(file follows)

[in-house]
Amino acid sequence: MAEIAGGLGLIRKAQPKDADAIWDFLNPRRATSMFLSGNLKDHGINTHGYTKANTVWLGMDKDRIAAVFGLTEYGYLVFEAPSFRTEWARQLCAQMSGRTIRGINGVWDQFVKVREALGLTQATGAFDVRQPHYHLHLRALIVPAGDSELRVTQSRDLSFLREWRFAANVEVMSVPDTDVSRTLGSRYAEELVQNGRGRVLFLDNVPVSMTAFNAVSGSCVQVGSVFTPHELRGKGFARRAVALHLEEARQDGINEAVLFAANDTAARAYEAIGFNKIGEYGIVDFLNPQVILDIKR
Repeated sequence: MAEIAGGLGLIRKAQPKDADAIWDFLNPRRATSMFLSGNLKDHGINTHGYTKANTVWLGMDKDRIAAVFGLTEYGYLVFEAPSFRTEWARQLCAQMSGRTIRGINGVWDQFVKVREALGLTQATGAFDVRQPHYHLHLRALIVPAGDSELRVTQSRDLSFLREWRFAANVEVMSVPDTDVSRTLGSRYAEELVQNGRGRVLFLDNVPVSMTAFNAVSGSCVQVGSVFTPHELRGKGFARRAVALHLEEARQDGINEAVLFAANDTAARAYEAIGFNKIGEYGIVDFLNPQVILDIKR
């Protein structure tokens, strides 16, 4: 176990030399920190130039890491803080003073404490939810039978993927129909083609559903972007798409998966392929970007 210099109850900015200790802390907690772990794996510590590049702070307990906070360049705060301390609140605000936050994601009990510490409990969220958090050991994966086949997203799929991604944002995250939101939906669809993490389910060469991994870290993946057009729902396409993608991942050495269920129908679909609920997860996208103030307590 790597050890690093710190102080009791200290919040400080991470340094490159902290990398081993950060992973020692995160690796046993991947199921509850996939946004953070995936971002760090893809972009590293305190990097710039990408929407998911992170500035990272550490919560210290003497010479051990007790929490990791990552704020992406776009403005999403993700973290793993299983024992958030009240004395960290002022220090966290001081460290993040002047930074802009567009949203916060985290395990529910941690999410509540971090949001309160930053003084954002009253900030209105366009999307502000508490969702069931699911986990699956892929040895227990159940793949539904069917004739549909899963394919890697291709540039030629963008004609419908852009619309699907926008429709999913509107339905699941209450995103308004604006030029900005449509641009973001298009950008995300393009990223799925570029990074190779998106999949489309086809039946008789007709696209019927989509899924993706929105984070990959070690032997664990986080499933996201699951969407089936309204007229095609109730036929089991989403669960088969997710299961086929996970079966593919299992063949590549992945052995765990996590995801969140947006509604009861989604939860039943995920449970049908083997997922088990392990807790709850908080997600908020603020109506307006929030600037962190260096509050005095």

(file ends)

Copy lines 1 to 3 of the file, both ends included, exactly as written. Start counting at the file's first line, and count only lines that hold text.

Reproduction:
[in-house]
Amino acid sequence: MAEIAGGLGLIRKAQPKDADAIWDFLNPRRATSMFLSGNLKDHGINTHGYTKANTVWLGMDKDRIAAVFGLTEYGYLVFEAPSFRTEWARQLCAQMSGRTIRGINGVWDQFVKVREALGLTQATGAFDVRQPHYHLHLRALIVPAGDSELRVTQSRDLSFLREWRFAANVEVMSVPDTDVSRTLGSRYAEELVQNGRGRVLFLDNVPVSMTAFNAVSGSCVQVGSVFTPHELRGKGFARRAVALHLEEARQDGINEAVLFAANDTAARAYEAIGFNKIGEYGIVDFLNPQVILDIKR
Repeated sequence: MAEIAGGLGLIRKAQPKDADAIWDFLNPRRATSMFLSGNLKDHGINTHGYTKANTVWLGMDKDRIAAVFGLTEYGYLVFEAPSFRTEWARQLCAQMSGRTIRGINGVWDQFVKVREALGLTQATGAFDVRQPHYHLHLRALIVPAGDSELRVTQSRDLSFLREWRFAANVEVMSVPDTDVSRTLGSRYAEELVQNGRGRVLFLDNVPVSMTAFNAVSGSCVQVGSVFTPHELRGKGFARRAVALHLEEARQDGINEAVLFAANDTAARAYEAIGFNKIGEYGIVDFLNPQVILDIKR